A motion for summary judgment asks the Court to find that a trial is unnecessary because there is no genuine dispute as to any material fact and, instead, the movant is entitled to judgment as a matter of law. SeeFed. R. Civ. P. 56(a). As the current version of Rule 56 makes clear, whether a party asserts that a fact is undisputed or genuinely disputed, the party must support the asserted fact by citing to particular parts of the record, including depositions, documents, or affidavits. Fed.R.Civ.P. 56(c)(1)(A). A party can also support a fact by showing that the materials cited do not establish the absence or presence of a genuine dispute or that the adverse party cannot produce admissible evidence to support the fact. Fed.R.Civ.P. 56(c)(1)(B). Affidavits or declarations must be made on personal knowledge, set out facts that would be admissible in evidence, and show that the affiant is competent to testify on matters stated. Fed.R.Civ.P. 56(c)(4). Failure to properly support a fact in opposition to a movant's factual assertion can result in the movant's fact being considered undisputed, and potentially in the grant of summary judgment. Fed.R.Civ.P. 56(e).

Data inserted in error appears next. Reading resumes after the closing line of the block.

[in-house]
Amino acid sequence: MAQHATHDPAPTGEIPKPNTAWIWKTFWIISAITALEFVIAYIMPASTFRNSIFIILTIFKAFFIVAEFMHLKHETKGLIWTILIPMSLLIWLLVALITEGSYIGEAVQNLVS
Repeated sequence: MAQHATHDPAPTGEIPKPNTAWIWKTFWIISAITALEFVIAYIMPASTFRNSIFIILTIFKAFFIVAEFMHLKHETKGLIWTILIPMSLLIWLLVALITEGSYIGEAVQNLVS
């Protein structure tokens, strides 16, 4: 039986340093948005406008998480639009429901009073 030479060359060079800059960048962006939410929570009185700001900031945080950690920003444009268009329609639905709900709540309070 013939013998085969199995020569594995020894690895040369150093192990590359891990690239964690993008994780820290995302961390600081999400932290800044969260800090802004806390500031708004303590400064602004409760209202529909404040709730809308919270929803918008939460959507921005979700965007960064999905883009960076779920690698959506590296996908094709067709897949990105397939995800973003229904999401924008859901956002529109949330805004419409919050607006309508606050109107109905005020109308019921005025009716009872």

In deciding a motion for summary judgment, the Court need only consider disputed facts that are material to the decision. A disputed fact is material if it might affect the outcome of the suit under the governing law. Williams v. Brooks, 809 F.3d 936, 941-42 (7th Cir. 2016). In other words, while there may be facts that are in dispute, summary judgment is appropriate if those facts are not outcome-determinative. Montgomery v. American Airlines Inc., 626 F.3d 382, 389 (7th Cir. 2010). Fact disputes that are irrelevant to the legal question will not be considered. Anderson v. Liberty Lobby, Inc., 477 U.S. 242, 248 (1986).